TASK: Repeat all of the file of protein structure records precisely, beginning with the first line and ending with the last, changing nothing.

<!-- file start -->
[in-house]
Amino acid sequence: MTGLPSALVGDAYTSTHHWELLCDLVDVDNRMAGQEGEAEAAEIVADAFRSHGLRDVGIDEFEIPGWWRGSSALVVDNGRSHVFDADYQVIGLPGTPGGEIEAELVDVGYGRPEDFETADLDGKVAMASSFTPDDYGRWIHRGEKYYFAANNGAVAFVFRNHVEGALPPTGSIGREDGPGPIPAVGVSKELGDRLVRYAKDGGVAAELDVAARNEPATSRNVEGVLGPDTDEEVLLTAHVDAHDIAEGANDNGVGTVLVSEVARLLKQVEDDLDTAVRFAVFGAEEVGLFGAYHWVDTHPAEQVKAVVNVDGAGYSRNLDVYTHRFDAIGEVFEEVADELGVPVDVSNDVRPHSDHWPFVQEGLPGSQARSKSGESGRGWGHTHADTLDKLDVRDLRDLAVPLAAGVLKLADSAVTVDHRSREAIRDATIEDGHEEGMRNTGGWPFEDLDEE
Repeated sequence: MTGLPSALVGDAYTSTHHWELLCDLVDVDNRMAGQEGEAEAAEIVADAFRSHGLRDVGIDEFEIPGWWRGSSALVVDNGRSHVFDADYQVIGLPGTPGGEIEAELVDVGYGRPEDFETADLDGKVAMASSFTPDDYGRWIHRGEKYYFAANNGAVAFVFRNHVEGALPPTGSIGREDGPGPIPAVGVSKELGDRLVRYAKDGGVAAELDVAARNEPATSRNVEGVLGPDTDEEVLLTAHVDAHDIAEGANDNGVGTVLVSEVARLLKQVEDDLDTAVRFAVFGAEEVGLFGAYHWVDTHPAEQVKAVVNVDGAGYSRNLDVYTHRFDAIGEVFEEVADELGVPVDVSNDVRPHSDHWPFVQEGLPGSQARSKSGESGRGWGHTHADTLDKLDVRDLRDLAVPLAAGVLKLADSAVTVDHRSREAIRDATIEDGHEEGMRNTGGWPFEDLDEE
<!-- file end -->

[in-house]
Amino acid sequence: MTGLPSALVGDAYTSTHHWELLCDLVDVDNRMAGQEGEAEAAEIVADAFRSHGLRDVGIDEFEIPGWWRGSSALVVDNGRSHVFDADYQVIGLPGTPGGEIEAELVDVGYGRPEDFETADLDGKVAMASSFTPDDYGRWIHRGEKYYFAANNGAVAFVFRNHVEGALPPTGSIGREDGPGPIPAVGVSKELGDRLVRYAKDGGVAAELDVAARNEPATSRNVEGVLGPDTDEEVLLTAHVDAHDIAEGANDNGVGTVLVSEVARLLKQVEDDLDTAVRFAVFGAEEVGLFGAYHWVDTHPAEQVKAVVNVDGAGYSRNLDVYTHRFDAIGEVFEEVADELGVPVDVSNDVRPHSDHWPFVQEGLPGSQARSKSGESGRGWGHTHADTLDKLDVRDLRDLAVPLAAGVLKLADSAVTVDHRSREAIRDATIEDGHEEGMRNTGGWPFEDLDEE
Repeated sequence: MTGLPSALVGDAYTSTHHWELLCDLVDVDNRMAGQEGEAEAAEIVADAFRSHGLRDVGIDEFEIPGWWRGSSALVVDNGRSHVFDADYQVIGLPGTPGGEIEAELVDVGYGRPEDFETADLDGKVAMASSFTPDDYGRWIHRGEKYYFAANNGAVAFVFRNHVEGALPPTGSIGREDGPGPIPAVGVSKELGDRLVRYAKDGGVAAELDVAARNEPATSRNVEGVLGPDTDEEVLLTAHVDAHDIAEGANDNGVGTVLVSEVARLLKQVEDDLDTAVRFAVFGAEEVGLFGAYHWVDTHPAEQVKAVVNVDGAGYSRNLDVYTHRFDAIGEVFEEVADELGVPVDVSNDVRPHSDHWPFVQEGLPGSQARSKSGESGRGWGHTHADTLDKLDVRDLRDLAVPLAAGVLKLADSAVTVDHRSREAIRDATIEDGHEEGMRNTGGWPFEDLDEE